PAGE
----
serum. Immunostained western blotting showing that anti-Tityus serrulatus venom serum did not recognize all toxins
from Tityus obscurus (To) venom. Ts venom was used to compare the two venoms and as a positive control in Western
metalloproteinases, IGFP-like, proteinases (serine and cysteine) and proteases inhibitors. A
myriad of low abundance proteins, some of which are probably not toxins, were also identified
in the proteomes and complement the venom composition. Although we expected great
differences in the composition of both venoms due to dietary and geographic divergence between
them, the general profiles were in fact quite similar between them. Differences, however, exist
at the amino acid level between the versions of the proteins in each of these species and for
other species of the genus previously investigated, indicating that this could be the basis of the
poor recognition of T. obscurus venom by the antiserum compared to other species. The high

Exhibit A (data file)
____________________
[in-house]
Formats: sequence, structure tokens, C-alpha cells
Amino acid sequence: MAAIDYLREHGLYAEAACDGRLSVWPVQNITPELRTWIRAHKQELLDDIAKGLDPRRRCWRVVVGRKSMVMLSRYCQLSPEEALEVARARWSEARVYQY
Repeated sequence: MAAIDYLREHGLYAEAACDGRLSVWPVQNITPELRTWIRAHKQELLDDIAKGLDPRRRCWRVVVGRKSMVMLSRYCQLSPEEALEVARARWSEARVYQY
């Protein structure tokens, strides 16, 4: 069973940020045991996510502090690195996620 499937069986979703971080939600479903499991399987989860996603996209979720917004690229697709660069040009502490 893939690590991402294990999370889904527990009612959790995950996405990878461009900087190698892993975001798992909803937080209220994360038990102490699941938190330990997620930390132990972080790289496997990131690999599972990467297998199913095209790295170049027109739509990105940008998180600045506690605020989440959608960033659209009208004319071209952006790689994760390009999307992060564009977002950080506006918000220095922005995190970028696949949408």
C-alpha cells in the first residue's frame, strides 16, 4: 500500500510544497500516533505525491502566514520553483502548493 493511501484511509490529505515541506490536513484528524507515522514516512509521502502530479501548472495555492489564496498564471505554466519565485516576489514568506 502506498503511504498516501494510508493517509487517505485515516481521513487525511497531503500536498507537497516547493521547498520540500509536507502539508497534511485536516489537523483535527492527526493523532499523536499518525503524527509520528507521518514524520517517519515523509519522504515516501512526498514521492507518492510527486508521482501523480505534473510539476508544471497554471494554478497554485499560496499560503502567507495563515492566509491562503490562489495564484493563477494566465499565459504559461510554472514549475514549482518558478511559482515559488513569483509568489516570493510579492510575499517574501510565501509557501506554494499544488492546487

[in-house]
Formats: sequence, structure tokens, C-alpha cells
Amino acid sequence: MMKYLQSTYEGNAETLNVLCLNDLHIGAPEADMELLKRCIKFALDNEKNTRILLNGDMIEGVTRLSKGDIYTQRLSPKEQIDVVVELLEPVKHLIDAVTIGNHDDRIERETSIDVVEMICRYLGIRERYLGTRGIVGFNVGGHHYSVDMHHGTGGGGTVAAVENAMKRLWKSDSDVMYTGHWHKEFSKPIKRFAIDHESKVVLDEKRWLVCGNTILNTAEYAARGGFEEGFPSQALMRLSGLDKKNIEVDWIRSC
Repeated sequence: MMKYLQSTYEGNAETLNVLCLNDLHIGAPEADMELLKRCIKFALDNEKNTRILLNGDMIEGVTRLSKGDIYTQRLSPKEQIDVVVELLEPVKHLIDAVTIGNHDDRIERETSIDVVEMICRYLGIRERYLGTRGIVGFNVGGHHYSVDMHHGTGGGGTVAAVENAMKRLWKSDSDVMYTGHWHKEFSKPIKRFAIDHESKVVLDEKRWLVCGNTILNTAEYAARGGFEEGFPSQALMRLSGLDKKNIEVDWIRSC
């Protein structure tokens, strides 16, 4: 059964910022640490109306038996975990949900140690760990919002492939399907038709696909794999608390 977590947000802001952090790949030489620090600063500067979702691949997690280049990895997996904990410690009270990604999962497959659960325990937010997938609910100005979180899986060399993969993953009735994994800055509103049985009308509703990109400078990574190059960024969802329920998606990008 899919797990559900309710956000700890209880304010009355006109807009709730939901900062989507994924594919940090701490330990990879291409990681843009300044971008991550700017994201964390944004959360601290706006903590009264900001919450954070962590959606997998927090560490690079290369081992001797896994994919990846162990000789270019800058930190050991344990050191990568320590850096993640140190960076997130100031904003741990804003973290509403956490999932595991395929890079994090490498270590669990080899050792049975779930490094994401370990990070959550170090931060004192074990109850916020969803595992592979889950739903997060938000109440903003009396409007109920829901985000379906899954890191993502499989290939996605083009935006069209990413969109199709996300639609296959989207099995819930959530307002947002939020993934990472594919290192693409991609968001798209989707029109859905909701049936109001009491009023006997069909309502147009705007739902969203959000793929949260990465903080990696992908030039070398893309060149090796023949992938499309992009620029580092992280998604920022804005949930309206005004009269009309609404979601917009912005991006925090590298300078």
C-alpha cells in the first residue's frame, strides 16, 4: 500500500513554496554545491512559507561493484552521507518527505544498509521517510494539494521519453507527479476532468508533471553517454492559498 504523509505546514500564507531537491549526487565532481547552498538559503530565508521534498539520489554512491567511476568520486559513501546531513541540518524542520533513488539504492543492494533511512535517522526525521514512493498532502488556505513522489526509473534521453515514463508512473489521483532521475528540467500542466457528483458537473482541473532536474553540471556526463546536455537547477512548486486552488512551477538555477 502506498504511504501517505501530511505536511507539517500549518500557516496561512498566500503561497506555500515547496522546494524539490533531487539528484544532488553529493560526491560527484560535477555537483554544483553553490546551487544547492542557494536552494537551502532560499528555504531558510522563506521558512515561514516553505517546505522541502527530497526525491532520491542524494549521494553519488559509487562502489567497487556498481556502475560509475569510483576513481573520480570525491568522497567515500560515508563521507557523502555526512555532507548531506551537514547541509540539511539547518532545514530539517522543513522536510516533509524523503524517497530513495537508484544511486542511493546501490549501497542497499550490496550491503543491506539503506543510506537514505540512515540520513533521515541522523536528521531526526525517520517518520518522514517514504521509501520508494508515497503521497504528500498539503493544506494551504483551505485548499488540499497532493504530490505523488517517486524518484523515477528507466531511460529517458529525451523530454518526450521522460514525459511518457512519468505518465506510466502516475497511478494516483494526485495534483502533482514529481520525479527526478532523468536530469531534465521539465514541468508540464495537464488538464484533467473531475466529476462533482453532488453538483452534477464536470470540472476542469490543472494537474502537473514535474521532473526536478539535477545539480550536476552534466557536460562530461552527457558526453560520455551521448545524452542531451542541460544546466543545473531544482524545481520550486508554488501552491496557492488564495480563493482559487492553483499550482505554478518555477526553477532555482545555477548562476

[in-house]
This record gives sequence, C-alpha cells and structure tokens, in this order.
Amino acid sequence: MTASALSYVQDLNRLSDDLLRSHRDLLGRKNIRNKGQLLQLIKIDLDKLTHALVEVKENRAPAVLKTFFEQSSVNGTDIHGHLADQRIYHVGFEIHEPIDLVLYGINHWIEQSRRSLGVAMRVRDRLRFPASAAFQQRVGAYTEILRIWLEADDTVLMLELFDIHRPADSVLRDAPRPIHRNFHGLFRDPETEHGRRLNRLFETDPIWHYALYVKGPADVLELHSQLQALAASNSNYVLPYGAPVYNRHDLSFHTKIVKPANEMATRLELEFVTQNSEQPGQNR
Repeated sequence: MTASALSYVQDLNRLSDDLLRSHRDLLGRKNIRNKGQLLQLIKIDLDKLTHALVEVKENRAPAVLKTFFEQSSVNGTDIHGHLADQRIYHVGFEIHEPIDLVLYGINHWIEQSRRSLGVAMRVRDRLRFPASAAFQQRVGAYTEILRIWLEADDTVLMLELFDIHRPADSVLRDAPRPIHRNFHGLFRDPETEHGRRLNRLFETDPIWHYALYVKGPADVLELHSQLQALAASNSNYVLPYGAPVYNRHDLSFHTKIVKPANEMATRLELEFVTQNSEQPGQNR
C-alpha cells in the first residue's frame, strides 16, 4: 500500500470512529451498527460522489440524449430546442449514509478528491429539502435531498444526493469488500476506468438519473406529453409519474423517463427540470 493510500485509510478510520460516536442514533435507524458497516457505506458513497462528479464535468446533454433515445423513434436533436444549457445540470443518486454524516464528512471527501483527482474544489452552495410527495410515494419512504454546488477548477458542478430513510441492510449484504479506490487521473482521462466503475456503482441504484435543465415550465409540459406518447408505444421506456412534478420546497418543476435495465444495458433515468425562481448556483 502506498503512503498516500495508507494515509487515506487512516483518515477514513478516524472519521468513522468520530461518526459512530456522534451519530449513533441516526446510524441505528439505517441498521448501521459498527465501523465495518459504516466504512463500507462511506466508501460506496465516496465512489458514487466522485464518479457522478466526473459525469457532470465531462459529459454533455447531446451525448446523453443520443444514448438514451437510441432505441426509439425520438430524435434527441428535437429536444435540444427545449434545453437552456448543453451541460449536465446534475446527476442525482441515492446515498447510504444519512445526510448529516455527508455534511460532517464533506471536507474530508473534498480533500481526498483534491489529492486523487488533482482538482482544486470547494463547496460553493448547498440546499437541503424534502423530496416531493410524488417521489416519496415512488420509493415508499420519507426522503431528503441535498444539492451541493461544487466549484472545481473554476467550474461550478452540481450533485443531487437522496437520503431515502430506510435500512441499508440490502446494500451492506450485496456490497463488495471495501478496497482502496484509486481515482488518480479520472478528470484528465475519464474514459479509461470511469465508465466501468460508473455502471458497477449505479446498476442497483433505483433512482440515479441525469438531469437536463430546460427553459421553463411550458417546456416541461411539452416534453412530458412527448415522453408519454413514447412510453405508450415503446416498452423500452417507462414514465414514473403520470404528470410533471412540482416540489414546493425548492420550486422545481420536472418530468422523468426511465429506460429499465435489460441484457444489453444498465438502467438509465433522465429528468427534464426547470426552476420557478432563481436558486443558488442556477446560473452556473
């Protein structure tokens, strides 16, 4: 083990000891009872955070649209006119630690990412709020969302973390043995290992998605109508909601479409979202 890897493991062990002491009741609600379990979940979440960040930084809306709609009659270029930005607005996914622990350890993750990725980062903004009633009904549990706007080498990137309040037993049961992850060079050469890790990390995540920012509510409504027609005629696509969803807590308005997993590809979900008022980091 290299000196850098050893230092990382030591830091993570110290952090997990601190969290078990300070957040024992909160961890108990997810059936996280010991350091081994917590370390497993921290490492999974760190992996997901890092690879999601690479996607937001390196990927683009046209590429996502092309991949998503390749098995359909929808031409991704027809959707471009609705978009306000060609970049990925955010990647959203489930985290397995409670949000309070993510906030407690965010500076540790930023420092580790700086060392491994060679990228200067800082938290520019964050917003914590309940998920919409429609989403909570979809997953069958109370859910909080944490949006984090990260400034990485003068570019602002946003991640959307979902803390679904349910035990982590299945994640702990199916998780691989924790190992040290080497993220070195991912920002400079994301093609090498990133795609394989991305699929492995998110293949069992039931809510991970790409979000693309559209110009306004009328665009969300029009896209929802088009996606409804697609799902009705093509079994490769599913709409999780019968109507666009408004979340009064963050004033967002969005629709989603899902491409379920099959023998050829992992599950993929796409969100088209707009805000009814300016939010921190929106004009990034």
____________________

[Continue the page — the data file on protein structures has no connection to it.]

abundance of a simplified form of ADAM-like metalloproteinases in either the transcriptomes
and in the venom proteomes seems to be a rule in the genus, reinforcing the importance of
understating the biological role of this component as well as its contribution to the
Tityus obscurus specimens were captured in the region between Belterra and SantareÂm
municipalities in ParaÂ state (3Ê10'18.95"S; 55Ê 1'8.57"O) and Tityus serrulatus specimens were
captured in Altair municipality in São Paulo state (20Ê26'42.22"S; 49Ê 6'7.59"O). The genetic
material was accessed under license of the Conselho de Gestão do PatrimoÃnio GeneÂtico
(CGEN, license # 010803/2013-0) and maintained at the Arthropod Laboratory of the